Acute respiratory distress syndrome

Acute respiratory distress syndrome
Synonyms Respiratory distress syndrome (RDS), adult respiratory distress syndrome, shock lung
Chest x-ray of person with severe ARDS demonstrating widespread "ground-glass" appearing opacities in both lungs
Classification and external resources
Specialty Critical care medicine
ICD- 10 J80
ICD- 9-CM 518.5, 518.82
DiseasesDB 892
MedlinePlus 000103
eMedicine article/165139
Patient UK Acute respiratory distress syndrome
MeSH D012128

Acute (or Adult) respiratory distress syndrome (ARDS) is a medical condition occurring in critically ill patients characterized by widespread inflammation in the lungs. ARDS is not a particular disease; rather, it is a clinical phenotype which may be triggered by various pathologies such as trauma, pneumonia and sepsis.

The hallmark of ARDS is diffuse injury to cells which form the barrier of the microscopic air sacs of the lungs, surfactant dysfunction, activation of the innate immune system response, and dysfunction of the body's regulation of clotting and bleeding. [1] In effect, ARDS impairs the lungs' ability to exchange oxygen and carbon dioxide with the blood across a thin layer of the lungs' microscopic air sacs known as alveoli.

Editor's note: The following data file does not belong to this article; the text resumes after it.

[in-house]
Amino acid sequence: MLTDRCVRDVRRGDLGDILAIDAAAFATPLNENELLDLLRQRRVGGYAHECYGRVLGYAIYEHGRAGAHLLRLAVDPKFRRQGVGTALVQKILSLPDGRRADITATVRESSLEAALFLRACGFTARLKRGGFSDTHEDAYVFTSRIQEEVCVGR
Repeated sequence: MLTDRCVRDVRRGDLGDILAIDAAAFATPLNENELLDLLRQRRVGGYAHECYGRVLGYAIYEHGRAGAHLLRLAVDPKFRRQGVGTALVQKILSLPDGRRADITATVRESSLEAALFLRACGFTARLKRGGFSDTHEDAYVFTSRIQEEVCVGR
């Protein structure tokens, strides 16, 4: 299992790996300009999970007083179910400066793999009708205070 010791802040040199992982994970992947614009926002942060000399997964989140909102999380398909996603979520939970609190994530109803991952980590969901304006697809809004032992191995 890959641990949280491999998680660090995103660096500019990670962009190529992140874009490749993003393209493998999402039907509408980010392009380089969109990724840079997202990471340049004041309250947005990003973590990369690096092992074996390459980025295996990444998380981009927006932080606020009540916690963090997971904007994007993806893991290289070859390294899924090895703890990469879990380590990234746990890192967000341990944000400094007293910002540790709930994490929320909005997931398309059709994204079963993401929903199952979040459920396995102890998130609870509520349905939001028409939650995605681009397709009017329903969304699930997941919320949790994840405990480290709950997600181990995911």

The syndrome is associated with a high mortality rate between 20 and 50%. [2] The mortality rate with ARDS varies widely based on severity, the patient's age, and the presence of other underlying medical conditions.

Although the terminology of "adult respiratory distress syndrome" has at times been used to differentiate ARDS from " infant respiratory distress syndrome" in newborns, the international consensus is that "acute respiratory distress syndrome" is the best term because ARDS can affect people of all ages. [3]

Signs and symptoms

The signs and symptoms of ARDS often begin within two hours of an inciting event, but can occur after 1–3 days. Signs and symptoms may include shortness of breath, fast breathing, and a low oxygen level in the blood due to abnormal ventilation. [4] [5]

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